Figure 4 shows the TEM images of the matrices of gels I to IV. The phenylalanine based hydrogelator self-assemble into nanofibers that physically cross-link to form a fibrous network as the matrix of hydrogel. For example, the fibers in gel III (Figure 4C) are longer and larger than those in gel II (Figure 4B), agreeing with the fact that gel III has a larger critical strain and higher storage modulus. In the TEM image of gel IV (Figure 4D), the fibers are smaller and longer than other gels, which could contribute to its relative high critical strain and low storage module values. Unlike other gels, nanoparticles (20–80 nm) string together to constitute the matrices for gel I, indicating a high tendency for aggregation. This result also supports the fact that the fluorenyl and phenyl groups have the strongest interactions among those hydrogelators and result in the highest storage moduli among the gels IIV.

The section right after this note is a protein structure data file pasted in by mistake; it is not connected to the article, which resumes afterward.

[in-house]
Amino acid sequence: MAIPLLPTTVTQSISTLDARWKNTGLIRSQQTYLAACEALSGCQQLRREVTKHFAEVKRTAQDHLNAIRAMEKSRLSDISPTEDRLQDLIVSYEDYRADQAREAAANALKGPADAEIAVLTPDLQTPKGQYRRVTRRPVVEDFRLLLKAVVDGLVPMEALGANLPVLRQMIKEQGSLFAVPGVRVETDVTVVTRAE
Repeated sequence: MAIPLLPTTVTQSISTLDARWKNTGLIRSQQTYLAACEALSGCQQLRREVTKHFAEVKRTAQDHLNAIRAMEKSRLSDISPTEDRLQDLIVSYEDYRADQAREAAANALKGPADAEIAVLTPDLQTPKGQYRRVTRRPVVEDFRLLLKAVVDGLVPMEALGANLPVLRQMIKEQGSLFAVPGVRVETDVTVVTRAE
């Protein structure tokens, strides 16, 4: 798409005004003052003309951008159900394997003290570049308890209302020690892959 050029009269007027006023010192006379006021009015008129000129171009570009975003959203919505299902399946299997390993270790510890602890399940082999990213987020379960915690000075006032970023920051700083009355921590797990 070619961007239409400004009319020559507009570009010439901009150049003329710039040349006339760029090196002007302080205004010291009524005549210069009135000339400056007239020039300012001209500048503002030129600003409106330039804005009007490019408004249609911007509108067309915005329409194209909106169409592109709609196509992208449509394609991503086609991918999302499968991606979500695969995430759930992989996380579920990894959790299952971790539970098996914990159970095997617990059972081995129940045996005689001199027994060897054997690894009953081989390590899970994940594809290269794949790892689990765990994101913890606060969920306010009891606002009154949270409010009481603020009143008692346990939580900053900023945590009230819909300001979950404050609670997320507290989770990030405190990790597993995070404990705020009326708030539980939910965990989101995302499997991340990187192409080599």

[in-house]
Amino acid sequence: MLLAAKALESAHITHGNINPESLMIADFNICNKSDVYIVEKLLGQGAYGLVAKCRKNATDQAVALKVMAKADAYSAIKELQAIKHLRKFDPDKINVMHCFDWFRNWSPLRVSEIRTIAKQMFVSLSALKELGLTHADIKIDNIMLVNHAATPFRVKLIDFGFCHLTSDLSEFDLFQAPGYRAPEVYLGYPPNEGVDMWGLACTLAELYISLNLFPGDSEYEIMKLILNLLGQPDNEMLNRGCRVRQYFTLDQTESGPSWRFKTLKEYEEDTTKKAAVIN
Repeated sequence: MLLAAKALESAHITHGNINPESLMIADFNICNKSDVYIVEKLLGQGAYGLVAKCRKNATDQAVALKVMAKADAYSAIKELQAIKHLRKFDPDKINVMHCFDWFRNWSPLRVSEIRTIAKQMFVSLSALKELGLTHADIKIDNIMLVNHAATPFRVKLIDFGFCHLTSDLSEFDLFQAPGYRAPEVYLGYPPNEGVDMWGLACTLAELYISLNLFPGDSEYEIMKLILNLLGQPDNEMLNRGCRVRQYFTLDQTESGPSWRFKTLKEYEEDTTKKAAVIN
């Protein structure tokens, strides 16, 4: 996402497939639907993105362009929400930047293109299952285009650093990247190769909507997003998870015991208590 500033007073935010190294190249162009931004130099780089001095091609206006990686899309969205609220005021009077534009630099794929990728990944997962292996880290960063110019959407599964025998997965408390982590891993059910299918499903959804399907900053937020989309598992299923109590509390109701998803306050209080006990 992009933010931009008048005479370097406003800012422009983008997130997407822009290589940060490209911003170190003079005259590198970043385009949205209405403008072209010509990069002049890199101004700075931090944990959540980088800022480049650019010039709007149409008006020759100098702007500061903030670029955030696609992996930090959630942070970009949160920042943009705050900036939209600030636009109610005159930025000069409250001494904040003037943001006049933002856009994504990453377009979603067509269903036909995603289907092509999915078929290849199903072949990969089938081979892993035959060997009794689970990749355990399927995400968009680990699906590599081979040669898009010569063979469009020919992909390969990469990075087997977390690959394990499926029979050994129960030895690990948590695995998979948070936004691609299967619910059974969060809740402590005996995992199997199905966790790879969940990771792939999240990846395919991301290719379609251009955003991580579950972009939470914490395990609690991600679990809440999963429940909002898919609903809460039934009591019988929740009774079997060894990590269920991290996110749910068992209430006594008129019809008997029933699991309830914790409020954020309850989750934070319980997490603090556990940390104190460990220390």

Based on emission spectra of the hydrogels (Figure 5), aromatic–aromatic interactions increase in the gel state, evidenced by the fact that most of bands in the gel phase show red shift. In gel I, the band centers at about 309 nm in solution and shift to about 329 nm in the gel phase, suggesting that Fmoc group overlaps with the phenyl group; the shoulder at 363 nm likely originates from the antiparallel dimerization of the fluorenyl group whilst the small broad bands above 400 nm apparently relate to trimeric or tetrameric aggregates of the Fmoc groups. In gel II and gel III, the red shifts are smaller than that of gel I (from 332 to 333 nm in gel II, from 345 to 360 nm in gel III), suggesting that the interactions between naphthyl groups and phenyl groups in compounds 3 and 4 result in less overlap than that of fluorenyl and phenyl groups.